The opinion of the court was delivered by: Robin S. Rosenbaum United States Magistrate Judge
This matter comes before the Court upon Defendant Camp Dresser & McKee, Inc.'s Motion in Limine [D.E. 40]. The Court has reviewed Defendant's Motion, all filings in support thereof and in opposition thereto, and the record in this matter. After careful consideration, the Court now grants in part and denies in part Defendant's Motion for the reasons set forth below.
In its current status, this matter involves a claim that Defendant Camp Dresser & McKee, Inc. ("CDM"), retaliated against Plaintiff Jeanine V. DuChateau for exercising her rights under the Family and Medical Leave Act ("FMLA"), see 29 U.S.C. §§ 2601--2654. More specifically, DuChateau argues that CDM retaliated against her for taking FMLA leave when it removed her as a manager of a project called Go Green.
CDM seeks through the pending Motion in Limine to exclude from evidence CDM employee Steve Brewer's remarks from August 2008 in which he allegedly commented that DuChateau had been "irresponsible" in becoming pregnant when she was supposed to be managing the Go Green contract and that he had done "such a hard job to sell her to" the client, and "now she can't manage this contract like she agreed to." See D.E. 19 at 2, ¶ 8; D.E. 26-2 at 1, ¶ 8.
The Court has previously summarized the parties' factual allegations in this matter in ruling on CDM's Motion for Summary Judgment. See D.E. 41. Because CDM's Motion in Limine depends in part on the relevancy of the evidence that CDM seeks to exclude, however, the Court repeats here, in pertinent part, the statement of allegations set forth in its prior Order to consider in context the relevancy, if any, of the Brewer statements to the FMLA retaliation claim.
CDM provides consulting, engineering, construction, and operation services for public and private clients in the United States and around the world. See D.E. 19 at 1, ¶ 1. As pertinent here, these services include developing renewable-energy management solutions. See id. at 1, ¶ 2. Plaintiff Jeannine V. DuChateau started working for CDM in 2007. See id. at 2, ¶ 3. DuChateau worked as a project lead in CDM's Management Consulting Division, first in Tampa and later in West Palm Beach. See id.
In early 2008, DuChateau and other CDM employees began working on "Go Green," a proposed environmental project for long-time CDM client Lockheed Martin ("Lockheed"). See id. at 2, ¶ 5. Go Green involved plans for Lockheed to improve conservation of resources, engage in recycling efforts, and conduct other environmental activities at its domestic facilities. See id. Throughout 2008, DuChateau was being considered for a project-management role in Go Green, in which she would manage the overall project from CDM's side. See id. at 2, ¶ 6.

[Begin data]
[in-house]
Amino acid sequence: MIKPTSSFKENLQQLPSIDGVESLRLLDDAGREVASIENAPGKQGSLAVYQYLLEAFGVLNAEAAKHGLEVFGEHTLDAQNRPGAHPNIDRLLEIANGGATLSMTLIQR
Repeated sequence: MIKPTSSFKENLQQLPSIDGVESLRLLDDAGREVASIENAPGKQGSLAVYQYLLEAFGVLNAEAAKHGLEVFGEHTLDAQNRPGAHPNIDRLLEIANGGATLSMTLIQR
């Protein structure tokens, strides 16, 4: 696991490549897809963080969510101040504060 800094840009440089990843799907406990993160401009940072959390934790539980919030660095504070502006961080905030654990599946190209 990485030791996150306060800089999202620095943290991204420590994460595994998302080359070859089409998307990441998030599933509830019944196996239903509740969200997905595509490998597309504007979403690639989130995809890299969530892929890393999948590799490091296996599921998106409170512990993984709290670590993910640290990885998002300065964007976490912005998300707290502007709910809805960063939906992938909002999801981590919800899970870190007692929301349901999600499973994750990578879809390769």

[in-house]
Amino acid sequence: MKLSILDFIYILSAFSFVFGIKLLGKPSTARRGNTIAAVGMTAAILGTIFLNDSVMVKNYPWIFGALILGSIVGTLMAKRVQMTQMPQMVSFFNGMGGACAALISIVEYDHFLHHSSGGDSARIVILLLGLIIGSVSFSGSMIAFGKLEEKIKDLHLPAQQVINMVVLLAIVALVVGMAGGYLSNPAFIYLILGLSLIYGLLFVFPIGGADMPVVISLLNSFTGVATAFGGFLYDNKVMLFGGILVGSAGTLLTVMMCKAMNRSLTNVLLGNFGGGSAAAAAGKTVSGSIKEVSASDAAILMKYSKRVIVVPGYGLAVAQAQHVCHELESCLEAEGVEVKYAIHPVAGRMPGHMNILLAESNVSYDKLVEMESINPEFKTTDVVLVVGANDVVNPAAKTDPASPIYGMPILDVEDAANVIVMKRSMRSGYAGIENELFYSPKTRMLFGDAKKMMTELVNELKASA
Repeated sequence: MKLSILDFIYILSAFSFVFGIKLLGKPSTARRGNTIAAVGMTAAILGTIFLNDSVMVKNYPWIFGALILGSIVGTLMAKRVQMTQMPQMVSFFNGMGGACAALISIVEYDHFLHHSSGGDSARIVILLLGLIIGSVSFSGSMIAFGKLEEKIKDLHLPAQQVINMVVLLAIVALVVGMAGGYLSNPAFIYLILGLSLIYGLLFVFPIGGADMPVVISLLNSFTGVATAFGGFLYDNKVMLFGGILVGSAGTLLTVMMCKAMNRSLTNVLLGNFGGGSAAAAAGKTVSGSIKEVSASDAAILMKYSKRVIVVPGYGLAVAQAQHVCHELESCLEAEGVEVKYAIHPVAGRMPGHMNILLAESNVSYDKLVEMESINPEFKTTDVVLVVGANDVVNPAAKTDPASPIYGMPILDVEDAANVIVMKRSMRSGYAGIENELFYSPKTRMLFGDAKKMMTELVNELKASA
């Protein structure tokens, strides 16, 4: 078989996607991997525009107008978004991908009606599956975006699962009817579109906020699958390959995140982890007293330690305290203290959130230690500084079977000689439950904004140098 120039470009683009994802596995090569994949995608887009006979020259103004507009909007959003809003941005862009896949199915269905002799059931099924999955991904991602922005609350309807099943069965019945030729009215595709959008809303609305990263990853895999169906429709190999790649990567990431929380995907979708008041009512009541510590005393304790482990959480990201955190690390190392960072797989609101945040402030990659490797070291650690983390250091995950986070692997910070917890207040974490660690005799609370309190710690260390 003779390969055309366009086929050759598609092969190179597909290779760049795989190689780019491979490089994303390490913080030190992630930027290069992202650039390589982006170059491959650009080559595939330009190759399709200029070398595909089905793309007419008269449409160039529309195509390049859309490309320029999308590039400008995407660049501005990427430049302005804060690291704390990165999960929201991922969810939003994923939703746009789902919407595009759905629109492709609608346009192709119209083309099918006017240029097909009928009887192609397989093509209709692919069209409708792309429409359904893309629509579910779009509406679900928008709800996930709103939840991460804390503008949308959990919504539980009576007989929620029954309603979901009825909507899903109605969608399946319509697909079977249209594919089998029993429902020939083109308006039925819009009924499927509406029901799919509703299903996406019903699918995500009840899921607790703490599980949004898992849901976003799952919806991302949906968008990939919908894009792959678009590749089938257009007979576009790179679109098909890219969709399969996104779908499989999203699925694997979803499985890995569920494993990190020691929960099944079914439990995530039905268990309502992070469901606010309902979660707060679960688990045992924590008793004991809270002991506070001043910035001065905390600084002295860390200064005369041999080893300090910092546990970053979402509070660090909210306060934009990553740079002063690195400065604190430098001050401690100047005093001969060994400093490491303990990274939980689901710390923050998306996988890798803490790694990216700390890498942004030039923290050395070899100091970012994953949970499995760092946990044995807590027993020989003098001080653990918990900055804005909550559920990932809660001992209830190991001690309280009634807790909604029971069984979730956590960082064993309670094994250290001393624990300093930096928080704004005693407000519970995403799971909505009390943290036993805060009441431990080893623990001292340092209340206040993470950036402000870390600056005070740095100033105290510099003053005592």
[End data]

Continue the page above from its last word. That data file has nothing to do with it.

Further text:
In August 2008, Plaintiff announced her intention to take maternity leave beginning in January 2009, the approximate time that Go Green would be implemented if everything went as planned. See id. at 2, ¶ 7. When DuChateau made this announcement, Go Green was still in the initial planning stages. See id.
Later that month, DuChateau overheard Steve Brewer, who managed CDM's client relationship with Lockheed, tell another CDM employee on a conference call that DuChateau was "irresponsible" for getting pregnant when she was supposed to be managing the Go Green contract. See D.E. 19 at 2, ¶¶ 8-9; D.E. 26-2 at 1, ¶¶ 8-9. Brewer further remarked that he had done "such a hard job to sell her to" Lockheed and "now she can't manage this contract like she agreed to." See D.E. 19 at 2, ¶ 8; D.E. 26-2 at 1, ¶ 8.
DuChateau promptly called another of her supervisors, Phil Chernin, to complain about Brewer's comments. See D.E. 19 at 3, ¶ 10; D.E. 26-2 at 2, ¶ 10. She also spoke with Brewer, who did not apologize for the remarks but asked DuChateau to remain on the Go Green project. See D.E. 19 at 3, ¶ 10; D.E. 26-2 at 2, ¶ 10. Thereafter, Brewer made no comments that DuChateau found inappropriate. See D.E. 19 at 3, ¶ 11; D.E. 26-2 at 2, ¶ 11. He did, however, frequently ignore e-mails from DuChateau and sometimes failed to attend scheduled meetings with her. See D.E. 26-2 at 2, ¶ 11. Further, although Brewer told DuChateau that she was to serve as Go Green's project manager, he did not give her access to electronic project-management tools and entered his own name into the system as project manager. See id.
Because of DuChateau's planned maternity leave, CDM had to re-evaluate its proposed management team for Go Green. See D.E. 19 at 3, ¶ 12. In September 2008, CDM hired Nancy Wheatley into its Program Management Group. See id. at 3, ¶ 13. Wheatley, a graduate of Massachusetts Institute of Technology, had many years of experience working on health, environmental, and safety projects in the public and private sectors. See id. CDM placed Wheatley into the role of project manager for Lockheed's remediation program, which included supervision of the Go Green project. See id. at 3, ¶ 14; D.E. 26-2 at 2, ¶ 14. Wheatley described the management structure of Go Green as "not particularly well formed" when she arrived. See D.E. 19 at 3-4, ¶ 14; D.E. 26-2 at 2, ¶ 14.
Upon Wheatley's arrival, it was determined that DuChateau would serve as deputy program manager for Go Green and that Tom Pedersen, a veteran CDM employee with environmental expertise, would assist with strategy development for the project. See D.E. 19 at 4, ¶ 15; D.E. 26-2 at 2, ¶ 15. DuChateau's role as deputy program manager was a project assignment and did not affect her compensation, benefits, or terms of employment. See D.E. 19 at 4, ¶ 16. Another employee in CDM's Management Consulting Division, Andrew Brady, was assigned to work with DuChateau on Go ...